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Customer Discussions > Psychology forum

End Results of Our Rock-Bottom Educational System

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Showing 376-400 of 611 posts in this discussion
In reply to an earlier post on Jun 12, 2012 5:04:48 PM PDT
Lisareads says:
Humans are not created to be a workforce that is slavery.

In reply to an earlier post on Jun 12, 2012 5:06:34 PM PDT
Lisareads says:
It is inhuman to spend a life in a factory.

Posted on Jun 13, 2012 7:08:06 AM PDT
Last edited by the author on Jun 14, 2012 2:44:51 PM PDT

They are addressing a talent shortage, but also helping students focus.

In reply to an earlier post on Jun 13, 2012 11:27:43 AM PDT
Lisareads says:
Like the police force employers do not want people to have brains just a strong back to whip. Any truly thinking person could not work for a corporation or government because of ethical reasons.

Posted on Jun 14, 2012 7:40:47 AM PDT
Last edited by the author on Jun 14, 2012 2:48:06 PM PDT

"We criticize predatory loans by mortgage brokers, when student loans can be just as abusive. To avoid the next credit bubble and debt crisis, we need to eliminate government subsidies and link tuition financing to the incomes of college graduates."

In reply to an earlier post on Jun 14, 2012 9:26:32 AM PDT
Lisareads says:
"To avoid the next credit bubble and debt crisis"
Lol Americans have already sold their children to slavery. No one should borrow from the future. The cause and effect laws require to save before spending.

Posted on Jun 17, 2012 6:05:52 AM PDT
Another interesting idea to help out college grads with crippling school debt ...

Kansas county with shrinking population, offering to pay $15.000 of a grad's debt if they live there full-time. Same with Niagra Falls, New York, whose program is only for local grads at the moment.

In reply to an earlier post on Jun 17, 2012 9:39:37 AM PDT
Lisareads says:
You can not buy freedom to live where you choose. The whole concept of enslaving children with debt is a form of master control.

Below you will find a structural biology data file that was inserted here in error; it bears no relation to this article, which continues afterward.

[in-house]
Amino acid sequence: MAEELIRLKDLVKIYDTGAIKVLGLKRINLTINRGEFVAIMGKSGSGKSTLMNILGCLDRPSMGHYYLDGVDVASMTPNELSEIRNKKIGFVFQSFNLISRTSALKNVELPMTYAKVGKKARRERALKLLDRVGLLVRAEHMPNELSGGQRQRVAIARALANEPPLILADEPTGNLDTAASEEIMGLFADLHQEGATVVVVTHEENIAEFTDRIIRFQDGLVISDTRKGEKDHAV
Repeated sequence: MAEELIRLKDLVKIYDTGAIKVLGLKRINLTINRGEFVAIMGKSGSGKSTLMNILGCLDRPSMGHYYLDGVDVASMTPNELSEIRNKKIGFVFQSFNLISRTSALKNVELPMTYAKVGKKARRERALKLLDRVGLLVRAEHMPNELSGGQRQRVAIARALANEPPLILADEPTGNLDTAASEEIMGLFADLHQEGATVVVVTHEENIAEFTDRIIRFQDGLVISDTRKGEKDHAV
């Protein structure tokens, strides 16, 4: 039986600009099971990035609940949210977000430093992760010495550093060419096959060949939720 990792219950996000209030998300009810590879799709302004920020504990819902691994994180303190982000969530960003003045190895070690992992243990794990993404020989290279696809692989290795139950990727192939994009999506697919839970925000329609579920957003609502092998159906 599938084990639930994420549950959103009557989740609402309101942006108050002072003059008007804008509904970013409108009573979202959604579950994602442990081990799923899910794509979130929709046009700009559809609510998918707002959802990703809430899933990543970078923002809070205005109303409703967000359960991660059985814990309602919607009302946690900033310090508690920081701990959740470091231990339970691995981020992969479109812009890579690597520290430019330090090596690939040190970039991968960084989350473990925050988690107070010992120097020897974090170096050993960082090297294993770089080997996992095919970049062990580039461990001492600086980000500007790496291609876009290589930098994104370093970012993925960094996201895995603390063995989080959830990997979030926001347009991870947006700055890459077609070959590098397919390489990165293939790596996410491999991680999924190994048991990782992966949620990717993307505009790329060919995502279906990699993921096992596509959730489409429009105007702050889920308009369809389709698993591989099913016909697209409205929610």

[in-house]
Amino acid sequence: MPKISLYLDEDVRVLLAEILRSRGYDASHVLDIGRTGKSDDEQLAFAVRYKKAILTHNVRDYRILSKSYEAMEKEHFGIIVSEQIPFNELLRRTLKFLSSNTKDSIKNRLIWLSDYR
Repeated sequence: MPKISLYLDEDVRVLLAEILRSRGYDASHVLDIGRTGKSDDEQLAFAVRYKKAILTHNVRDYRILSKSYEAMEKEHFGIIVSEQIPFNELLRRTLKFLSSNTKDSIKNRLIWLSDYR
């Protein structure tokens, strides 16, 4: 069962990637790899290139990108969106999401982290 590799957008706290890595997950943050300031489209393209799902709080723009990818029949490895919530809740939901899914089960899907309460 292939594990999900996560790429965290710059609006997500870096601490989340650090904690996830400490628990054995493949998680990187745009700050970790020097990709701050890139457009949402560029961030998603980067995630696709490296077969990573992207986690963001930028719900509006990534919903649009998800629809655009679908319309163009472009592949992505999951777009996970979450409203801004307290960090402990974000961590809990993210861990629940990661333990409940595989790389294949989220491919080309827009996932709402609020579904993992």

Posted on Jun 19, 2012 9:57:21 AM PDT

Public school students still lag behind international assessments for STEM (Science, Technology, Engineering and Math education). Some myths are debunked, but it's the same bottom line:

"Better that your child should be taught by an exciting, creative teacher using an outdated text than by a boring or hostile teacher using the latest curriculum."

Posted on Jun 24, 2012 6:20:26 AM PDT

Called the Interagency Academy, it is a unique and much needed school-of-last-resort for jailed, expelled, homeless, pregnant, gang-involved or learning disabled teenagers.

Posted on Jul 3, 2012 1:14:01 PM PDT

For third graders to read on their grade level is a benchmark to indicate how they will do later in high school. Kids who don't reach that benchmark by third grade, and live in poverty, are six times more likely not to graduate from high school.

This summer, mobile libraries are going to sites where low-income families participate in federal lunch programs, for kids and parents to check out books.

Posted on Jul 6, 2012 7:54:24 AM PDT

"The Education system has become culturally cohesive, rewarding and encouraging a certain sort of person... Young people (especially normally rambunctious boys) who don't fit this cultural ideal respond by disengaging and rebelling."

More male teachers? Fewer "rules" that basically just harass boys - whom studies have shown learn best by "doing"? A few boy-only classes for subjects they struggle with or excel in, like English and Math?

Posted on Jul 17, 2012 6:51:34 AM PDT

"The University of Washington is joining a massive, free experiment in online education that adherents believe has the potential to revolutionize the way college classes are taught, open up access to some of the university's most sought after courses, and drive down the cost of a degree."

Posted on Aug 8, 2012 9:53:15 AM PDT